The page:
A happy, spirited four-year-old beams proudly as she pushes her own pram in a video recorded by her mother to chronicle their day out together in central Ukraine.

An hour or so later she was dead, her short life brought to a brutal end by a Russian missile, the pink buggy overturned in the street and mottled with the little girl's blood, next to her lifeless body.

Liza Dmitrieva, who had Down's syndrome, was being taken by her mother Iryna on Thursday to a therapy centre in Vinnytsia, a city of around 370,000 people, 250 kilometres (155 miles) southwest of the capital Kyiv.

In the footage, which Iryna posted on social media at 9:38 am, Liza can be seen bouncing along the pavement in white leggings and a sky-blue top with what appears to be a daisy stitched onto the shoulder.

Beyond the tribulations of living in a country at war, neither had any special cause to be afraid. They were hundreds of kilometres from the nearest frontline.

"Where are we going, sweetheart?" the woman asks her daughter on camera.

"Alla!" the four-year-old replies, shaking loose strands of wispy blonde hair that had been tied back with a white clip in the shape of a butterfly.

Alla is a common female first name in Ukraine.

"To see Alla?" the mother queries.

"Alla!" the youngster chirps again, an impish grin playing across her face.

Around 80 minutes later a barrage of rockets launched from a Russian submarine in the Black Sea hit Vinnytsia, devastating the city centre and killing 23 people, including two other children.

Liza's mother Iryna lost a leg in the attack and was initially reported to have later died in hospital, but the head of state police said on Friday she was still fighting for her life.

Iryna regularly posted pictures and news of her daughter's exploits and many challenges online, where the little girl had become something of a social media starlet.

Four-year-old Liza Dmitrieva had Down's syndrome, and her mother was taking her to a therapy centre in Vinnytsia Iryna on Thursday to a therapy centre in Vinnytsia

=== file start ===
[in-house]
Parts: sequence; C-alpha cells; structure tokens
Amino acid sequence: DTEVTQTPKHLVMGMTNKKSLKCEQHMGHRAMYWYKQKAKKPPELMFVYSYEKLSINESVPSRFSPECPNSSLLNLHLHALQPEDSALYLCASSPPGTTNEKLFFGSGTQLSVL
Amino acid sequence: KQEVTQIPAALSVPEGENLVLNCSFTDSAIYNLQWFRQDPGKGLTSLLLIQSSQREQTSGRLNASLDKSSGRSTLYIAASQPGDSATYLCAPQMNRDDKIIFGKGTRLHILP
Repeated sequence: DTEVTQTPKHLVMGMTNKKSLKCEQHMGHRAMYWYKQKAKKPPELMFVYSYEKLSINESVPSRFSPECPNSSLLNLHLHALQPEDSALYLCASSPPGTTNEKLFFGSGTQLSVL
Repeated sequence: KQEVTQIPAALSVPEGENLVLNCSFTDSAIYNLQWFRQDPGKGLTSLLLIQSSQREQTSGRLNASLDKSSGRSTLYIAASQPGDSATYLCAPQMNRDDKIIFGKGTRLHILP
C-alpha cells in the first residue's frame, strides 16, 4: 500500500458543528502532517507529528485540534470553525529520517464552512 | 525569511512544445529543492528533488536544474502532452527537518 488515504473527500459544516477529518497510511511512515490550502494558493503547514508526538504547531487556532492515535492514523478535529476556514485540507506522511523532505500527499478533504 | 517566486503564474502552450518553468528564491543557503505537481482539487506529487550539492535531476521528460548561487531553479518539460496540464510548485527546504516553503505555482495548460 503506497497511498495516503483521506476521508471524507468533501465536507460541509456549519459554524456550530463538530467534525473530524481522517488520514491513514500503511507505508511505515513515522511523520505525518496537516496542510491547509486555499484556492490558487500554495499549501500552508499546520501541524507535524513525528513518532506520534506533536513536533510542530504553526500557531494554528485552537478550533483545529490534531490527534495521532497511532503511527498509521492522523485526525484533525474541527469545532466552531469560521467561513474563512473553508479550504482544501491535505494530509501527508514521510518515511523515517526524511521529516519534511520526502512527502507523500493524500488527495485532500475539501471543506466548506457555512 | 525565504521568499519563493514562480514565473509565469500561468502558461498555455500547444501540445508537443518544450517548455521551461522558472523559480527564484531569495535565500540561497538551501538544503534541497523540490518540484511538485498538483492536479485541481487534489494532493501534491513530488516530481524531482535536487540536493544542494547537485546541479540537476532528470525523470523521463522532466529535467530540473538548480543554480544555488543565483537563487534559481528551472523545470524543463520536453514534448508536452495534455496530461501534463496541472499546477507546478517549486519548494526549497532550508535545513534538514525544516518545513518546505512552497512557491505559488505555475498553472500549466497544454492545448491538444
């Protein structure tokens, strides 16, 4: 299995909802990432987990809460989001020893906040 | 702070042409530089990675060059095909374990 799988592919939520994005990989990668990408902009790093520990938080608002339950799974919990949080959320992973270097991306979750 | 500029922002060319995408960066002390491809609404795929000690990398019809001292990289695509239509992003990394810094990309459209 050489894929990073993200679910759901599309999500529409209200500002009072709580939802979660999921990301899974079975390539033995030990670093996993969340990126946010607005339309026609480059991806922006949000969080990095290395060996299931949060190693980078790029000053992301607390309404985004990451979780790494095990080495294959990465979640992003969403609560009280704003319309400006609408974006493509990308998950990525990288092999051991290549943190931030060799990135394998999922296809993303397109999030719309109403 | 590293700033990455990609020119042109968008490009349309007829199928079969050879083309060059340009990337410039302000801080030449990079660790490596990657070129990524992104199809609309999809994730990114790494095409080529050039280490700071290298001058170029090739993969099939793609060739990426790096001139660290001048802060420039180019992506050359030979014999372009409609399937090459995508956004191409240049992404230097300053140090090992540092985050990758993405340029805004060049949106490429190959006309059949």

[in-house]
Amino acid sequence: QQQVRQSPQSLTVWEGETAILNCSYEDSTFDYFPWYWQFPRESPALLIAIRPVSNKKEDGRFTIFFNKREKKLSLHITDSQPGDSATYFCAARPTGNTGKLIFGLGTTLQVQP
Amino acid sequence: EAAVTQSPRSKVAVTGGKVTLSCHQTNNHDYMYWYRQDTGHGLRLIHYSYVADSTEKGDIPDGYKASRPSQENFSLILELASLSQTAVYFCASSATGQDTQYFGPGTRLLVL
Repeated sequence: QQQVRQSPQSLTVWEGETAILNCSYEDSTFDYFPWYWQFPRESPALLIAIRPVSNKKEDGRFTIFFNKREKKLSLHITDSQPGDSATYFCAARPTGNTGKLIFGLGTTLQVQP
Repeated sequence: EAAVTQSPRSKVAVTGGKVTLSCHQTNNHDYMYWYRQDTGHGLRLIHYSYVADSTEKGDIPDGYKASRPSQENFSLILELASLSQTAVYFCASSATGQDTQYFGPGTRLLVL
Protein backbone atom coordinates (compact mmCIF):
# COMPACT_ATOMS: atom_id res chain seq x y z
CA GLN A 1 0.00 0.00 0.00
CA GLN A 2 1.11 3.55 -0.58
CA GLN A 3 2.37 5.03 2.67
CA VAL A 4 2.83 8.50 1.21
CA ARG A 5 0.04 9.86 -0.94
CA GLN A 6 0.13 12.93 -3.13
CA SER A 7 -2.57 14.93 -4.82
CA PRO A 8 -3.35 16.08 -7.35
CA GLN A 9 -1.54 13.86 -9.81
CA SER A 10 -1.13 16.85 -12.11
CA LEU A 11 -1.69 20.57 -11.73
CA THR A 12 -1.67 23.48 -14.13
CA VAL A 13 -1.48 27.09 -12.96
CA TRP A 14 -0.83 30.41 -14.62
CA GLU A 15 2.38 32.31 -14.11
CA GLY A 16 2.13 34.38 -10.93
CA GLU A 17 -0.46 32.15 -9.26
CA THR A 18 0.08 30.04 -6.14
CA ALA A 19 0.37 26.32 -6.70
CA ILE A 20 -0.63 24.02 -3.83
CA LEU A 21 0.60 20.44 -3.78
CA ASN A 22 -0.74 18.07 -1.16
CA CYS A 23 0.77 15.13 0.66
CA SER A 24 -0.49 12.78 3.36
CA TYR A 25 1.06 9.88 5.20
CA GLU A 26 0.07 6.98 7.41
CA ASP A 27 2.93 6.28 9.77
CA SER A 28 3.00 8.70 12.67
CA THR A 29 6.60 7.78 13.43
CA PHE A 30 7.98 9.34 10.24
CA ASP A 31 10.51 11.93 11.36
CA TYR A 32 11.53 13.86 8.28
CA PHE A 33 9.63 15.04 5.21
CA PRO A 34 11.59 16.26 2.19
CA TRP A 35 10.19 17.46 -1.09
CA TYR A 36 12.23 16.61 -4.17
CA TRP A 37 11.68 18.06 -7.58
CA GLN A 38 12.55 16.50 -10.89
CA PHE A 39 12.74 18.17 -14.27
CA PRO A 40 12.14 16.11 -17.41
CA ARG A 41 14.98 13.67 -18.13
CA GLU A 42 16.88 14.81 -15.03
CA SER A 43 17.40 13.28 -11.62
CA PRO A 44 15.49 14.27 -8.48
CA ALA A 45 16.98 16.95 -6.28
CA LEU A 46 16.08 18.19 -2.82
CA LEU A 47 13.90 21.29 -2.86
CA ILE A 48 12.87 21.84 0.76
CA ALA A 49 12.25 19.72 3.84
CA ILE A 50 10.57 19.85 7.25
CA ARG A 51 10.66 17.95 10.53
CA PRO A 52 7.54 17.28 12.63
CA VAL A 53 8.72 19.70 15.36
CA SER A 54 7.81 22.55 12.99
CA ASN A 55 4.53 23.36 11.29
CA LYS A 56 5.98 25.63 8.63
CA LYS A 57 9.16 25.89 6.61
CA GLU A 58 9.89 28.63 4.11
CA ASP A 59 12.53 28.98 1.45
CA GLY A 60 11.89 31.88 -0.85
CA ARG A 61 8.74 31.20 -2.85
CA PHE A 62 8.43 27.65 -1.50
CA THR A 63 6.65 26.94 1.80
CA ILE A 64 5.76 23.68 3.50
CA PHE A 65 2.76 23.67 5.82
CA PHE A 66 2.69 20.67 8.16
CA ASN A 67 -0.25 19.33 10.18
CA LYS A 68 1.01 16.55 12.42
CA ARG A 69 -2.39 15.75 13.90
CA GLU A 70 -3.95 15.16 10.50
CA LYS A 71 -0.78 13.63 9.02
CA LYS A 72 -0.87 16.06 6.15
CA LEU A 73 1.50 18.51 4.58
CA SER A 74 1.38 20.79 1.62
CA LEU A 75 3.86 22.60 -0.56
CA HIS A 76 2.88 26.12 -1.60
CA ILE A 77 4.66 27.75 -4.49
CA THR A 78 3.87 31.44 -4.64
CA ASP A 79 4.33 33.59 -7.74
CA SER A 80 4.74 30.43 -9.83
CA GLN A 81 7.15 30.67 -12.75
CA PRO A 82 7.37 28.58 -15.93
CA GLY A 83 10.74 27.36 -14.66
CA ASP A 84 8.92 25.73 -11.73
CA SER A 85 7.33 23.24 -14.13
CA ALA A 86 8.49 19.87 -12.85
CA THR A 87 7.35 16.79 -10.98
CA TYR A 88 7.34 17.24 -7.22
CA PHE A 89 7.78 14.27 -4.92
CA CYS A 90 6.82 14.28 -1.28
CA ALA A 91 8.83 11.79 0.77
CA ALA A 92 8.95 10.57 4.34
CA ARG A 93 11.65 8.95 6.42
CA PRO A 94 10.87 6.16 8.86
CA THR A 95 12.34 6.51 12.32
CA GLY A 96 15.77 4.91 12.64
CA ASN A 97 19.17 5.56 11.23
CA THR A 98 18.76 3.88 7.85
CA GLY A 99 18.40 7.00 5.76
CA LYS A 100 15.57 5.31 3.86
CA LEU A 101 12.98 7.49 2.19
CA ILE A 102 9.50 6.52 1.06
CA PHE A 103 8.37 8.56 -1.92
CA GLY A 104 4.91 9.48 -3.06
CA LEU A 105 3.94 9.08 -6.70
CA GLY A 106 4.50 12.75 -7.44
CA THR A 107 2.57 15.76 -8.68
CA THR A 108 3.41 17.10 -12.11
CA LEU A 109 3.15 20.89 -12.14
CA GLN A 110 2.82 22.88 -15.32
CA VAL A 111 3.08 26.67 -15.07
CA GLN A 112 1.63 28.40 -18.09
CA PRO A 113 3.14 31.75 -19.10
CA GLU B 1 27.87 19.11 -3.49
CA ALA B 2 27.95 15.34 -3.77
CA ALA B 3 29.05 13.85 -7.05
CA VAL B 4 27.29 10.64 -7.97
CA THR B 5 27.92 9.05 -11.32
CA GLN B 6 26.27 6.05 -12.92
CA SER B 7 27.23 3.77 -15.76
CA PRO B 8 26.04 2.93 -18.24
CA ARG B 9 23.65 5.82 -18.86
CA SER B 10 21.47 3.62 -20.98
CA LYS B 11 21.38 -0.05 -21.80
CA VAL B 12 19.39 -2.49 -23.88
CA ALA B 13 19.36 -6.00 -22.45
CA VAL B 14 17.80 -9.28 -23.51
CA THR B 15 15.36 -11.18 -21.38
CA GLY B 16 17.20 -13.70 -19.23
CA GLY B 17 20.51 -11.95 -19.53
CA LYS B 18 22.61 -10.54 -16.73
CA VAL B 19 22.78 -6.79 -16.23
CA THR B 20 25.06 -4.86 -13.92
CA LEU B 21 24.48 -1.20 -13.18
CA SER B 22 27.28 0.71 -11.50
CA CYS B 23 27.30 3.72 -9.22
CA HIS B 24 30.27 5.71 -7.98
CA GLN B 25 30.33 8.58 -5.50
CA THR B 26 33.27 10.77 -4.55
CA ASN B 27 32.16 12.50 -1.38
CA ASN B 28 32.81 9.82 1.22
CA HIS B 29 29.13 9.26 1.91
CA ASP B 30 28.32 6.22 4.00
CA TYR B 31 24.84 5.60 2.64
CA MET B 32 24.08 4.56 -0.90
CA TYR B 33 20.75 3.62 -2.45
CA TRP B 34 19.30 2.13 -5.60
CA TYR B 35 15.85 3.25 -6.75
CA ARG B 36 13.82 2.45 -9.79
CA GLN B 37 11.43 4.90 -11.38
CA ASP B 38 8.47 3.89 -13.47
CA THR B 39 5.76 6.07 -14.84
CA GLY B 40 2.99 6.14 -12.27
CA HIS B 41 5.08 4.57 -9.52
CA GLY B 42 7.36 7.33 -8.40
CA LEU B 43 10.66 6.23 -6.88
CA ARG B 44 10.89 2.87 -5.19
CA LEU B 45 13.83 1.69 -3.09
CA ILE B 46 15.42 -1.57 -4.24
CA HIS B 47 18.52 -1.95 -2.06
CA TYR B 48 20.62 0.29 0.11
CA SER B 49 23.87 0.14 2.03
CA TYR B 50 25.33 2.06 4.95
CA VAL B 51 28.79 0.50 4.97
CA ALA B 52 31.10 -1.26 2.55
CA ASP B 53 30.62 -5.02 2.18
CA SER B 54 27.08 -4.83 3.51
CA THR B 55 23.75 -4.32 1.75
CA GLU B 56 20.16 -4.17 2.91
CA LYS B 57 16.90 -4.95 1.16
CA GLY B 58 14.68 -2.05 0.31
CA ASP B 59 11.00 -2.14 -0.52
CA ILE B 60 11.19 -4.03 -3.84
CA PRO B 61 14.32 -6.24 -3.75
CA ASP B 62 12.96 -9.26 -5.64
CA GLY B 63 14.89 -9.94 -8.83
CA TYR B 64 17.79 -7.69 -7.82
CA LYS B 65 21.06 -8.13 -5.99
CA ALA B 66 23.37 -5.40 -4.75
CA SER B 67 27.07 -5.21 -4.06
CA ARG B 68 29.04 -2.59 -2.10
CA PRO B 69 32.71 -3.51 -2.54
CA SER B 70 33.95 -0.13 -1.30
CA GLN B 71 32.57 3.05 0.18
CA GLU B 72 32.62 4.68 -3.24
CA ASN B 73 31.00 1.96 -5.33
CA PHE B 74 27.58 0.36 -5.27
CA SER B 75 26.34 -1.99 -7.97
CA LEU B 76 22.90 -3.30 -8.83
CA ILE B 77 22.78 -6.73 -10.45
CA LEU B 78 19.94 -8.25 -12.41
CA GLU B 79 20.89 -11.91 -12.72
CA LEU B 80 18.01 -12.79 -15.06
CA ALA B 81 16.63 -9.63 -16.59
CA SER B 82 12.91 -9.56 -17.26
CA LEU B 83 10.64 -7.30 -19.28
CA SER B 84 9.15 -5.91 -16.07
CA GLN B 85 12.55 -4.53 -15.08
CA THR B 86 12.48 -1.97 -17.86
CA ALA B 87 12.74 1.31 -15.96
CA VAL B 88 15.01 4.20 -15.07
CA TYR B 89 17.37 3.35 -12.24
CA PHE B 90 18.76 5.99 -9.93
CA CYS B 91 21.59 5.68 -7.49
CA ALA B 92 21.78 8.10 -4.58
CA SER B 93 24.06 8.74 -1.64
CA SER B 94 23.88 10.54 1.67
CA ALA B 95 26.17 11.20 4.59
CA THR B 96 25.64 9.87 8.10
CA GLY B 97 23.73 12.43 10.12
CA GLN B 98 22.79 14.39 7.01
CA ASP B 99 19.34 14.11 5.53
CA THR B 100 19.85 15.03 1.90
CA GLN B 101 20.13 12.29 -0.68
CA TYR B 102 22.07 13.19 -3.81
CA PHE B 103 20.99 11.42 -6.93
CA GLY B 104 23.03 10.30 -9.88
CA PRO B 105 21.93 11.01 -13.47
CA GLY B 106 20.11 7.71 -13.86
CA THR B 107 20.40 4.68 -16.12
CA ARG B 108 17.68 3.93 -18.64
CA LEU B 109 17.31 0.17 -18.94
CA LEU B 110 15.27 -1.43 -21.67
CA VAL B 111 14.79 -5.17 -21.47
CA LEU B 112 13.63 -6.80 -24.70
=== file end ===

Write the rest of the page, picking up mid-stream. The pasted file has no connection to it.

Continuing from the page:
Four-year-old Liza Dmitrieva had Down's syndrome, and her mother was taking her to a therapy centre in Vinnytsia Iryna on Thursday to a therapy centre in Vinnytsia AFP / Sergii VOLSKYI

An Instagram account set up by Iryna and dedicated to Liza amassed nearly 20,000 followers, although that had grown to 80,000 by Friday morning as the horror of the attack sent shockwaves around the world.

"Look how she spins. She loves dresses!" Iryna says in one post, alongside a video of the little girl in a field of lavender, playfully twirling round in her lilac dress.

"I am so glad to be the main example for my child. She copies absolutely everything -- dances, movements, posing in front of a mirror, everyday life stuff," Iryna reveals in another post.

"If I do sports, she does too. I paint, she copies."

First Lady Olena Zelenska said in the early hours of Friday she was "horrified" by images of the overturned pushchair released by local authorities -- only to learn that it belonged to Liza, whom she had met.

"Reading the news, I realised that I know this girl. Knew... I will not write down all the words I would like to say to those who killed her," she wrote on Instagram.

Zelenska explained that she had met Liza while recording a video celebrating the Christmas holidays.

"The little girl managed to paint dye not only on herself and her dress but also all the other children, me, the cameramen and the director in just half an hour."

The first lady posted the video with her message, imploring her Instagram followers: "Look at her alive please. I'm crying with her loved ones."

Russia invaded on February 24. The conflict has killed thousands of people, destroyed cities and forced millions to flee their homes.

Officials said Vinnytsia had sustained widespread damage in what Ukrainian President Volodymyr Zelensky later described as "an open act of terrorism".

Images distributed by officials showed the burnt skeletons of several upturned cars next to a gutted building held up by charred metal frames, with brown smoke billowing from the impact site.

Sergiy Borzov, the head of regional government said on Friday that 13 victims, including the two other children, had yet to be identified.